Elaborating on one of the parliamentary select committee (PSC) on electoral reform’s recommendation for equal access to media, Wan Ahmad (left) said the EC had to first convince the government as the public media was controlled by the Information, Communications and Culture Ministry.
“It has always been the policy of the government that the public media is a government media, this is an open secret... The policy that public media is government media was not just made last month, it has been practised a long time.
“When we discuss, we try to tell them that public media belong to the public, it is public money. The government understands this but they justify that they want to give information and don’t want it to be abused to confuse the rakyat,” he told a forum organised by the National Institute for Electoral Integrity (NIEI) yesterday.
As such, he said it was only after several rounds of meetings that the EC was able to convince the government to give up some ground in at least allowing the opposition manifesto to be presented over public media.
Similarly, Wan Ahmad said the EC is preparing guidelines for a caretaker government but again has to be meticulous before taking it up with the government.
“We are not done yet (on the guidelines), we want to start with the federal government. It will be very soon and we must be very thorough.
“We don’t want to go to the government and the government says no, we want it to be implemented,” he said.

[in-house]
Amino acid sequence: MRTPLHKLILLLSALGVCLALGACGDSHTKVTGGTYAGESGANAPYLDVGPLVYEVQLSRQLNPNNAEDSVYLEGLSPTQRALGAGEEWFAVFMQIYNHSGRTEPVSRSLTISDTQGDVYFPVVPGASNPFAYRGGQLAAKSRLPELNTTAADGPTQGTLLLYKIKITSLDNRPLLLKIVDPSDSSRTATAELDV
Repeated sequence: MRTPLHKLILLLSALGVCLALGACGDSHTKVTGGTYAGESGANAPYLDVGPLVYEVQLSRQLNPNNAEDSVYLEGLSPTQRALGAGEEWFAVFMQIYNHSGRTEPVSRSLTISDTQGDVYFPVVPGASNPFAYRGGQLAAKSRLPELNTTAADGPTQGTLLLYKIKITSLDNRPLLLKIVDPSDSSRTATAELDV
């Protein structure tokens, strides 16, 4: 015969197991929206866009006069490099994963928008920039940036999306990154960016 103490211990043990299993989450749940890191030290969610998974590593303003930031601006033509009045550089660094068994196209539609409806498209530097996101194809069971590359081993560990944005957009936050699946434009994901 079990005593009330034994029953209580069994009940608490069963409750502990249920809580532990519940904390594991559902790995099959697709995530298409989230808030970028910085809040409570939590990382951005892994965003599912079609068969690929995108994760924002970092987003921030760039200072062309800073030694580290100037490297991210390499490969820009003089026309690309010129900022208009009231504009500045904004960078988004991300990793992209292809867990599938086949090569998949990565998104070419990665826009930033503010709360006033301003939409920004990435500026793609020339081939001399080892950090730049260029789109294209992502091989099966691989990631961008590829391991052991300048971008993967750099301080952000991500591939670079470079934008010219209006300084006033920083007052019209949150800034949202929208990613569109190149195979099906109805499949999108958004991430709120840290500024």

However, he expressed confidence that the government would react positively as Prime Minister Najib Abdul Razak had often spoke of political transformation.
The guidelines, he said, would spell out the separating of party and government machinery during the general election and would also apply to both BN and Pakatan Rakyat-controlled state governments.
'Gov’t pressured to empower the commission'
Despite the pressure on the EC, Wan Ahmad said it has in some ways been positive as the government in turn is also pressured to empower the commission.
He said with the pressure, the Public Services Commission finally granted the EC more personnel to help on electoral reforms and it will next year have its own headquarters help shape its independent image rather than having to “squat” with other government agencies.
He also advised civil society to engage the EC on electoral reforms.
When approached, NIEI acting director K Shan (right) said the EC’s gesture was a step in the right direction.
“I think after the parliamentary select committee on electoral reforms, there was a vacuum in the process in terms of the reform timeline because there was nobody to oversee it.
“But now we are moving into a stage where we are looking at the details (of electoral reforms),” he said.